BEIRUT — New images of mass killings, including some showing masked militants shooting kneeling men after the capture of a strategic air base in Syria, emerged Wednesday on the website of the Islamic State of Iraq and Syria.
In one photo, masked gunmen were seen shooting seven men kneeling on the ground, some dressed in what appeared to be Syrian military uniforms, after the seizure of the Tabqa air base in the province of Raqqa earlier this week.
The photos underscored how the group uses violence and images of violence to terrorize its opponents, as it sweeps further into Syria and Iraq, where it has imposed an Islamic state, or caliphate, governed by its harsh interpretation of Islamic law.
Some photos showed captured Syrian soldiers, many with bloodied and swollen faces. In one, a masked ISIS fighter stood behind a group of soldiers brandishing a knife of the type the militants have used in the past to behead victims, including American journalist James Foley. In another, a militant grinned as he pressed a double-edged sword against the neck of a captured soldier inside a jeep.
One photograph showed a headless corpse, while another showed 10 slain men, sprawled in a pool of blood on a dirt road. It wasn't clear whether they were killed during the clashes or after being captured.
Videos uploaded to social media networks also showed the aftermath of the battle, including footage of the charred bodies of Syrian soldiers. One video showed about 200 captured soldiers being marched through the desert in their underwear to an unknown fate as militants made the sounds of shepherds herding goats or sheep.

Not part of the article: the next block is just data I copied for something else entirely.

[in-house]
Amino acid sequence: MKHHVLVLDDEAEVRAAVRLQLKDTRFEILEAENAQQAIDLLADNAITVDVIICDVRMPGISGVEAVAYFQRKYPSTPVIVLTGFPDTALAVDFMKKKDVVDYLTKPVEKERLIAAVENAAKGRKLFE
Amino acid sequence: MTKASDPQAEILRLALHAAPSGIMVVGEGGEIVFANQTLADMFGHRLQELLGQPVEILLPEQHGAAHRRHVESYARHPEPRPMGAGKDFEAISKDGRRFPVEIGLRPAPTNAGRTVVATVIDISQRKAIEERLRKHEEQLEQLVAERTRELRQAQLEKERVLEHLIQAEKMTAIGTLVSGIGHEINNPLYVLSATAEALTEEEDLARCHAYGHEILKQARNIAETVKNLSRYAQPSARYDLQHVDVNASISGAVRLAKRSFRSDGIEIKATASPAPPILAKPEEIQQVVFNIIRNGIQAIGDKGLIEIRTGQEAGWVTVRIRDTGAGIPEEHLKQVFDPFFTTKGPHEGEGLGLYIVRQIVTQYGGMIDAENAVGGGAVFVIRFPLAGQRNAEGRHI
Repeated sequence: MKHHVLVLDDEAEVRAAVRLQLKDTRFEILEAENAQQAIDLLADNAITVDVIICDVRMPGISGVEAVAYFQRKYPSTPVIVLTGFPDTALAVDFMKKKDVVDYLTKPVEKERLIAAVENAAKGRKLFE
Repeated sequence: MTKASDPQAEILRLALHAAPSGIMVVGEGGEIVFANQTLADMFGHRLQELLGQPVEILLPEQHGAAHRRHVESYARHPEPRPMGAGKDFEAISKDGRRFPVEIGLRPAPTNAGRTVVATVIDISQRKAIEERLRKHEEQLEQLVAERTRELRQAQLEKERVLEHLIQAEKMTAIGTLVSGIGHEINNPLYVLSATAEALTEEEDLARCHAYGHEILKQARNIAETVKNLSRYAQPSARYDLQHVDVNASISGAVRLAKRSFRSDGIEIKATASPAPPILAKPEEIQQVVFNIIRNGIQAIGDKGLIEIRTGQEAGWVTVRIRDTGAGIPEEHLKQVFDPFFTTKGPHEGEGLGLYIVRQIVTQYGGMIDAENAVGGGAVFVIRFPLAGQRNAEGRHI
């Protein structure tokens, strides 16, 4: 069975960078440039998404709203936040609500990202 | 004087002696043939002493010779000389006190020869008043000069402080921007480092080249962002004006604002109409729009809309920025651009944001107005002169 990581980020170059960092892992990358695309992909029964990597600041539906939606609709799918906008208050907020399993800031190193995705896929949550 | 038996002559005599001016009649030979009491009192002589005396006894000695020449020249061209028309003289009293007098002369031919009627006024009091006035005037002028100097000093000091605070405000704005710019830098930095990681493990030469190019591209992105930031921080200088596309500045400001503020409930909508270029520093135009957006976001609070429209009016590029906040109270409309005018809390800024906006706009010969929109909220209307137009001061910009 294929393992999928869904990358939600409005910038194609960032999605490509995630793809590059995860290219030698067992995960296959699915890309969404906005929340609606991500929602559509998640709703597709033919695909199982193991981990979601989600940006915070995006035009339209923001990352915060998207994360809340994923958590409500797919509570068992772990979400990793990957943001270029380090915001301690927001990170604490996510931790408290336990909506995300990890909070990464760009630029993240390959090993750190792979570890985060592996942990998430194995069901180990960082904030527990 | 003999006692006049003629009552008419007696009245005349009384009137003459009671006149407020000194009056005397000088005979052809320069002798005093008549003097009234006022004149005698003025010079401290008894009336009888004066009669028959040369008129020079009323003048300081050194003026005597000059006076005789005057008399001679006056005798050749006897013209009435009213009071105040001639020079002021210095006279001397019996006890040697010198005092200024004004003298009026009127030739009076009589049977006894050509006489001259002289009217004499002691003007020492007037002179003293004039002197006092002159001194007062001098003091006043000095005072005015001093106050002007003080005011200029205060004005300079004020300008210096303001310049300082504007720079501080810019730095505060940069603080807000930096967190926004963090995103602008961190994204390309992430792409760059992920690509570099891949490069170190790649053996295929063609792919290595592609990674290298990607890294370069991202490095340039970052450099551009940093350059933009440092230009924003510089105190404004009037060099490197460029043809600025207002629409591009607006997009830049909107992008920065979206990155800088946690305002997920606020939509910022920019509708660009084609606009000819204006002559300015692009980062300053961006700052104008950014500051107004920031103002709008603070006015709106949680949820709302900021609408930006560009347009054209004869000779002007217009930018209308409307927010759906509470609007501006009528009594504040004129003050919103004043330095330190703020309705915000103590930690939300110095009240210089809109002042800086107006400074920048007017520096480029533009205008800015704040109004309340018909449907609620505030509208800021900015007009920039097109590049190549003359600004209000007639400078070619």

The 36 photos and video images corresponded to reporting by the Associated Press of ISIS militants' seizure Sunday of the air base, which had been the last government-held outpost in Raqqa, a province now dominated by the jihadi group. Militants also captured the bases' weaponry, including artillery and mounted machine guns.
The images emerged as a United Nations commission accused the group of committing crimes against humanity in Syria. The United Nations had earlier accused the group of similar crimes in Iraq.
"This is a continuation — and a geographic expansion — of the widespread and systematic attack on the civilian population" by ISIS, said the four-member commission, chaired by Brazilian diplomat Paulo Sergio Pinheiro.
Pinheiro told reporters that one of the most disturbing findings was the existence of large training camps where boys, some as young as 14, are recruited and trained to fight alongside adults.